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Article of the Month: January 2016
The Loneliest Galaxy In The Universe
Our greatest, largest-scale surveys of the universe have given us an unprecedented view of cosmic structure extending for tens of billions of light years. With the combined effects of normal matter, dark matter, dark energy, neutrinos and radiation all affecting how matter clumps, collapses and separates over time, the great cosmic web we see is in tremendous agreement with our best theories: the Big Bang and General Relativity. Yet this understanding was only possible because of the pioneering work of Edwin Hubble, who identified a large number of galaxies outside of our own, correctly measured their distance (following the work of Vesto Slipher's work measuring their redshifts), and discovered the expanding universe.
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Previous month's article:
How will we finally image the event horizon of a black hole?
One hundred years ago, Albert Einstein first put forth his theory of General Relativity, which laid out the relationship between spacetime and the matter and energy present within it. While it successfully recovered Newtonian gravity and predicted the additional precession of Mercury's orbit, the only exact solution that Einstein himself discovered was the trivial one: that for completely empty space. Less than two months after releasing his theory, however, the German scientist Karl Schwarzschild provided a true exact solution, that of a massive, infinitely dense object, a black hole.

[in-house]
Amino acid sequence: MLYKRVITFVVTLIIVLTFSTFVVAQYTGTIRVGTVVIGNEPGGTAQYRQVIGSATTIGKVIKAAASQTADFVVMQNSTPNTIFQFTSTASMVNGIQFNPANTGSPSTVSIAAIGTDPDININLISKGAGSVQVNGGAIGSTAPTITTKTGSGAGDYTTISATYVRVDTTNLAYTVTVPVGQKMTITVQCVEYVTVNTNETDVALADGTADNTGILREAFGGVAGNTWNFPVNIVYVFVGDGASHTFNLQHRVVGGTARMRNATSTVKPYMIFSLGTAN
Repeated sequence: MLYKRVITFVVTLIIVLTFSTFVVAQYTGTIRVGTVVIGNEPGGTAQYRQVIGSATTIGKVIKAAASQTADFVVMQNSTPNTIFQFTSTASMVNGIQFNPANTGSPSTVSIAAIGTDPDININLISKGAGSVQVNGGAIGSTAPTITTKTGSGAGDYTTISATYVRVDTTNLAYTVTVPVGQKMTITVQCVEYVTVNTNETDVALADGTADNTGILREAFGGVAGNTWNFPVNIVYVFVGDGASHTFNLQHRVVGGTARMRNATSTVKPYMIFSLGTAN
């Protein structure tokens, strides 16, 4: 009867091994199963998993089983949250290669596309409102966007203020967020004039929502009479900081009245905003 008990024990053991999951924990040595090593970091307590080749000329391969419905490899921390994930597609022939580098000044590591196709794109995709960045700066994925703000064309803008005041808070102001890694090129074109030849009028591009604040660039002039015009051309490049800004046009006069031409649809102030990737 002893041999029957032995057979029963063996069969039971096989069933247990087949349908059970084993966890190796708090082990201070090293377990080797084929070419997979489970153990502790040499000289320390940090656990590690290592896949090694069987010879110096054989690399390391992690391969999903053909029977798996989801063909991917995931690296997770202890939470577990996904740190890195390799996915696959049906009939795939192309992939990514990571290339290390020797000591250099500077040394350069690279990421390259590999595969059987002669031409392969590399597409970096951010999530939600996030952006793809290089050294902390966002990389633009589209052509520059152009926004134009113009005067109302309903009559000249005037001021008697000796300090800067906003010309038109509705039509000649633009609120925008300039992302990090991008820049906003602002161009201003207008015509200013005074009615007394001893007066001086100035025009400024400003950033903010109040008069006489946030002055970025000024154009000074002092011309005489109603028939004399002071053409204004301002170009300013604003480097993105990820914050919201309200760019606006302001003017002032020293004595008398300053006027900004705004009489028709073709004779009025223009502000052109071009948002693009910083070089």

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Play and learn
Simple and fun learning activities to share with children.
The Space Place Experiment Center—Students can conduct real life science experiments and learn how the world works.
Make a Pinwheel Galaxy pinwheel—Make a pinwheel that looks just like M101, the pinwheel galaxy.
Make a Fan with Earth’s Layers—To remember that Earth is much more than just the surface we see every day, make this Earth layer fan.